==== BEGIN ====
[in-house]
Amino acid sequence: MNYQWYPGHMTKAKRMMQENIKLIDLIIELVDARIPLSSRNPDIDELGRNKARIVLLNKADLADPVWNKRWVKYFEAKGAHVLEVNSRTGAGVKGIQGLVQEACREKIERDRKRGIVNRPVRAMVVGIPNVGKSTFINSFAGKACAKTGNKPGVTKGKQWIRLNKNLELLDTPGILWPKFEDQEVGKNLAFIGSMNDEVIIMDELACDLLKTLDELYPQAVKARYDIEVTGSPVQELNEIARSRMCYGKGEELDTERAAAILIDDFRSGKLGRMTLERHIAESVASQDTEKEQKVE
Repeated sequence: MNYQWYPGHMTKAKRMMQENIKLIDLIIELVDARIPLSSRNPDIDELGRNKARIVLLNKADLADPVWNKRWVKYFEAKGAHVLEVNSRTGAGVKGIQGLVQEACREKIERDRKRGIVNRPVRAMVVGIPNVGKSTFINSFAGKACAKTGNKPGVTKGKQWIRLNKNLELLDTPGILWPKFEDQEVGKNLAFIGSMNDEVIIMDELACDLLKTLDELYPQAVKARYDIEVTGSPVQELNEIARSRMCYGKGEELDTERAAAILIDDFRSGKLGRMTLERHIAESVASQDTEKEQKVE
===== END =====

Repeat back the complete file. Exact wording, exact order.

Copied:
[in-house]
Amino acid sequence: MNYQWYPGHMTKAKRMMQENIKLIDLIIELVDARIPLSSRNPDIDELGRNKARIVLLNKADLADPVWNKRWVKYFEAKGAHVLEVNSRTGAGVKGIQGLVQEACREKIERDRKRGIVNRPVRAMVVGIPNVGKSTFINSFAGKACAKTGNKPGVTKGKQWIRLNKNLELLDTPGILWPKFEDQEVGKNLAFIGSMNDEVIIMDELACDLLKTLDELYPQAVKARYDIEVTGSPVQELNEIARSRMCYGKGEELDTERAAAILIDDFRSGKLGRMTLERHIAESVASQDTEKEQKVE
Repeated sequence: MNYQWYPGHMTKAKRMMQENIKLIDLIIELVDARIPLSSRNPDIDELGRNKARIVLLNKADLADPVWNKRWVKYFEAKGAHVLEVNSRTGAGVKGIQGLVQEACREKIERDRKRGIVNRPVRAMVVGIPNVGKSTFINSFAGKACAKTGNKPGVTKGKQWIRLNKNLELLDTPGILWPKFEDQEVGKNLAFIGSMNDEVIIMDELACDLLKTLDELYPQAVKARYDIEVTGSPVQELNEIARSRMCYGKGEELDTERAAAILIDDFRSGKLGRMTLERHIAESVASQDTEKEQKVE